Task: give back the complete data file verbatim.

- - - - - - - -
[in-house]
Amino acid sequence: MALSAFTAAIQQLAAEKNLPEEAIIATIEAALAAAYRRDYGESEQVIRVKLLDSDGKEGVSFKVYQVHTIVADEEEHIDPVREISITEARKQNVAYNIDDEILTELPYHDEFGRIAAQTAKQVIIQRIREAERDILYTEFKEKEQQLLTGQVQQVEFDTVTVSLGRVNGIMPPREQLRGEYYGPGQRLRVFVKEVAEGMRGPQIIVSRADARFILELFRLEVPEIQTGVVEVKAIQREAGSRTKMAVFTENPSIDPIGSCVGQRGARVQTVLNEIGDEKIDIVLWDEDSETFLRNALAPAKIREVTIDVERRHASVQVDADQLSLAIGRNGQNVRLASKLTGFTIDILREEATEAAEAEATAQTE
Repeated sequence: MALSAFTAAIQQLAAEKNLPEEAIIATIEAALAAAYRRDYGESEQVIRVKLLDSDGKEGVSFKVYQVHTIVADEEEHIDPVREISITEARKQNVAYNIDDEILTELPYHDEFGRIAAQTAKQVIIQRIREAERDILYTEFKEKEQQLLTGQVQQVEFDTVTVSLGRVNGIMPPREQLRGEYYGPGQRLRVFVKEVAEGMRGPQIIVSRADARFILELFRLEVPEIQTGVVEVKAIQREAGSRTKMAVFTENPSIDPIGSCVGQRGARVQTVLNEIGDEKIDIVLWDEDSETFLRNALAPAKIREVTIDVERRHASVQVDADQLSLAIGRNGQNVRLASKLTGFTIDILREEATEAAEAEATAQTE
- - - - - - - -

[in-house]
Amino acid sequence: MALSAFTAAIQQLAAEKNLPEEAIIATIEAALAAAYRRDYGESEQVIRVKLLDSDGKEGVSFKVYQVHTIVADEEEHIDPVREISITEARKQNVAYNIDDEILTELPYHDEFGRIAAQTAKQVIIQRIREAERDILYTEFKEKEQQLLTGQVQQVEFDTVTVSLGRVNGIMPPREQLRGEYYGPGQRLRVFVKEVAEGMRGPQIIVSRADARFILELFRLEVPEIQTGVVEVKAIQREAGSRTKMAVFTENPSIDPIGSCVGQRGARVQTVLNEIGDEKIDIVLWDEDSETFLRNALAPAKIREVTIDVERRHASVQVDADQLSLAIGRNGQNVRLASKLTGFTIDILREEATEAAEAEATAQTE
Repeated sequence: MALSAFTAAIQQLAAEKNLPEEAIIATIEAALAAAYRRDYGESEQVIRVKLLDSDGKEGVSFKVYQVHTIVADEEEHIDPVREISITEARKQNVAYNIDDEILTELPYHDEFGRIAAQTAKQVIIQRIREAERDILYTEFKEKEQQLLTGQVQQVEFDTVTVSLGRVNGIMPPREQLRGEYYGPGQRLRVFVKEVAEGMRGPQIIVSRADARFILELFRLEVPEIQTGVVEVKAIQREAGSRTKMAVFTENPSIDPIGSCVGQRGARVQTVLNEIGDEKIDIVLWDEDSETFLRNALAPAKIREVTIDVERRHASVQVDADQLSLAIGRNGQNVRLASKLTGFTIDILREEATEAAEAEATAQTE